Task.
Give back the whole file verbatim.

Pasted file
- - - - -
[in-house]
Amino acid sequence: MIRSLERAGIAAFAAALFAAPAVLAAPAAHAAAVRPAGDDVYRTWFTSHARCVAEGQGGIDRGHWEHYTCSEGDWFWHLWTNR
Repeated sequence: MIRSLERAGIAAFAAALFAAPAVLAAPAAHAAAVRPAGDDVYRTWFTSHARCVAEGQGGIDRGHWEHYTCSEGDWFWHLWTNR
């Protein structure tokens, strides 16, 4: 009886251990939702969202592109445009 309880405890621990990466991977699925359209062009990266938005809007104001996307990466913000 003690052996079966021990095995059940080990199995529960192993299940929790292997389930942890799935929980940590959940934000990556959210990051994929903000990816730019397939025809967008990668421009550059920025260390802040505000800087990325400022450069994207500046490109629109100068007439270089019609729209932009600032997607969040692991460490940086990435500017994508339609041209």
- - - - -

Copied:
[in-house]
Amino acid sequence: MIRSLERAGIAAFAAALFAAPAVLAAPAAHAAAVRPAGDDVYRTWFTSHARCVAEGQGGIDRGHWEHYTCSEGDWFWHLWTNR
Repeated sequence: MIRSLERAGIAAFAAALFAAPAVLAAPAAHAAAVRPAGDDVYRTWFTSHARCVAEGQGGIDRGHWEHYTCSEGDWFWHLWTNR
């Protein structure tokens, strides 16, 4: 009886251990939702969202592109445009 309880405890621990990466991977699925359209062009990266938005809007104001996307990466913000 003690052996079966021990095995059940080990199995529960192993299940929790292997389930942890799935929980940590959940934000990556959210990051994929903000990816730019397939025809967008990668421009550059920025260390802040505000800087990325400022450069994207500046490109629109100068007439270089019609729209932009600032997607969040692991460490940086990435500017994508339609041209």